How long can prices rise before no one can afford to buy? In a nutshell, that is the basic question that is niggling at the back of our collective subconscious when we talk about the real estate bubble.
Real estate is appreciating at staggering rates - as much as 19% in some counties in Florida according to state officials. Meanwhile, on the financing scene, interest rates are low - and staying there. Low interest rates mean lower monthly mortgage payments - which means that many people are able to borrow MORE and afford larger mortgages and more expensive houses. Couple the astronomical increase in real estate value with the continuing trend of low interest rates, and you have a sizzling hot real estate market that just keeps getting hotter as investors jump on board to get their piece of the real estate pie.
Which leads people who know finances and the market to question how long it can last. A major part of that answer is in the question that opened this article. Prices will continue to rise until they reach the point where most people can no longer afford to buy.
Another part of the answer is in the fact that the real estate bubble is extremely localized - and it's localized in some of the larger media centers around the country. Massachusetts, New York, Florida, California - those states are seeing unprecedented rises in housing and real estate prices. According to national reports, the median price for a home in the United States rose 14.7% over the last twelve months. That percentage is deceiving though. Take a look at some more local figures to get a clearer look at the reality.
If you live in Nevada, the median price of a home rose 31.2 percent. In California, home appreciation rose up 25.4. In Hawaii, the figure was 24.4 percent, in Washington, D. C. , 22.2 percent and in Florida up 21.4 percent. Most of the rest of the country is NOT seeing those sorts of astronomical increases in value, though. If you're buying in Mississippi, for instance, home prices have appreciated at a more reasonable 4.9%. Even in the Northeast, where a two bedroom home in Boston can easily sell for $400,000, if you take a short drive outside the city to the western half of the state, you'll still find 3 and 4 bedroom homes selling in the low $100's - and less.
What's it all mean? Among other things, it means that the dangers of a real estate ‘crash’ are as localized as the effects of the real estate bubble. It means that the foreseen losses are more likely to be smaller profits rather than actual losses. To quote a Florida economist, “The people who think it's a big bubble see a big crash. We just see deceleration. You don't have to worry about house prices going down. "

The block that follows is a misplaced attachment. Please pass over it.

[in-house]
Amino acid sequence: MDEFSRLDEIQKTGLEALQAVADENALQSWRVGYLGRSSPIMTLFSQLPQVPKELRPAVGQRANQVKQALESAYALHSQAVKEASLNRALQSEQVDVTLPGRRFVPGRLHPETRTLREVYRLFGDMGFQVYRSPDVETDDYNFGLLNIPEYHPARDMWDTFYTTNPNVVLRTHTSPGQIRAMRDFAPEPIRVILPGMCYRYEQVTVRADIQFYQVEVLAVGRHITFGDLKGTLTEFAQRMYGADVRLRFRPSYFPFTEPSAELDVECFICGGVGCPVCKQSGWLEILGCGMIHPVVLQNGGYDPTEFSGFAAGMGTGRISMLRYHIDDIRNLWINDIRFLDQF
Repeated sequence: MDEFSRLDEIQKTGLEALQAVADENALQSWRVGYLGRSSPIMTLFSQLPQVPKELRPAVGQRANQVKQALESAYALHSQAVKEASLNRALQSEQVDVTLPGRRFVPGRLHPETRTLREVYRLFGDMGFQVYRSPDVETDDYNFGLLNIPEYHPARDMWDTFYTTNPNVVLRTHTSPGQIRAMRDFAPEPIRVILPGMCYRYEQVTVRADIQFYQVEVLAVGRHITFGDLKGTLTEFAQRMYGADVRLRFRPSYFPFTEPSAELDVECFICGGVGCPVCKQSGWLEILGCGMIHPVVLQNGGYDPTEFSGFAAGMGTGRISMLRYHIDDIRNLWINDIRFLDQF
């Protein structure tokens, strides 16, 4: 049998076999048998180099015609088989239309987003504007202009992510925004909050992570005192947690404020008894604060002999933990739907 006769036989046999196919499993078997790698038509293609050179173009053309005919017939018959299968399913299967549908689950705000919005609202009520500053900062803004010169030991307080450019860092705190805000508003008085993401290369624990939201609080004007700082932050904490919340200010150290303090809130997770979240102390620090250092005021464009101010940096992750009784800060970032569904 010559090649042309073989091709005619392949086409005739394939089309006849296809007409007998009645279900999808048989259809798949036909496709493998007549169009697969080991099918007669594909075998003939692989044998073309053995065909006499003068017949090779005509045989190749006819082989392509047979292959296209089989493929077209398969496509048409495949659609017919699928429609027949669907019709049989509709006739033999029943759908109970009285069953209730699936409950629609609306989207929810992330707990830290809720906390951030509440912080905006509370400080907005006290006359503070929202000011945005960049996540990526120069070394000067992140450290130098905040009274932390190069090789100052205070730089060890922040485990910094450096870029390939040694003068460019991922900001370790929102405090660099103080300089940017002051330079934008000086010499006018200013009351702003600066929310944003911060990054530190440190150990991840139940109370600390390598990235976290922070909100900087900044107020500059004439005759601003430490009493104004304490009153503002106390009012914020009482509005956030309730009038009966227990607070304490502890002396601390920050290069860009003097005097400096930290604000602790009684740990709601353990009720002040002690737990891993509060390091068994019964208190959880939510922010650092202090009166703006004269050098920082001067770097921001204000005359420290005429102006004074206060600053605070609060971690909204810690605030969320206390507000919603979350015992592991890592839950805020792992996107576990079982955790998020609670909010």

The bad news may be for those who see real estate as a get-rich-quick proposition. One of the most popular investment ‘schemes’ of recent years has been ‘flipping houses’ - the practice of buying a house, then reselling it within a six to twelve months for a profit. When real estate prices are rising at 20 - 30% per year, there's a great deal of money to be made that way. A down payment of $10,000 can effectively double or triple your money in less than a year. According to conservative estimates, though, real estate prices need to rise by at least 15% a year to even cover your closing costs if you sell in less than a year.
Does that mean that you'll LOSE money on your purchase if real estate prices stabilize and drop back to their more usual 5 - 8% per year rise? Of course not! It simply means that real estate goes back to being what it has always been - a good, solid, long-term investment. It means that speculators looking to make a quick buck will have to re-adjust their expectations - and either find a different ‘product’ - or hold their properties longer before selling.
Either option is good news for the ‘classic’ real estate investor, or the average home buyer who is looking for an affordable house for himself and his family. Prices will stabilize and even drop a little - but the bottom won't fall out of the real estate market. The typical real estate owner/investor will still end up with a house and land that's worth more than what he paid for it. And all the naysayers and panic mongers can stop predicting the resounding crash of the real estate bubble falling to earth.
Is this a good time to buy a house? Andrew is the web owner of Home Buying and Home Selling Tips: How to buy a house and sell house fast! , a website that provides informational guide on home buying, selling house, home mortgage loan, foreclosure home, real estate investment, and more. Find the answer at his website: http://www.buy-and-sell-house-fast.com/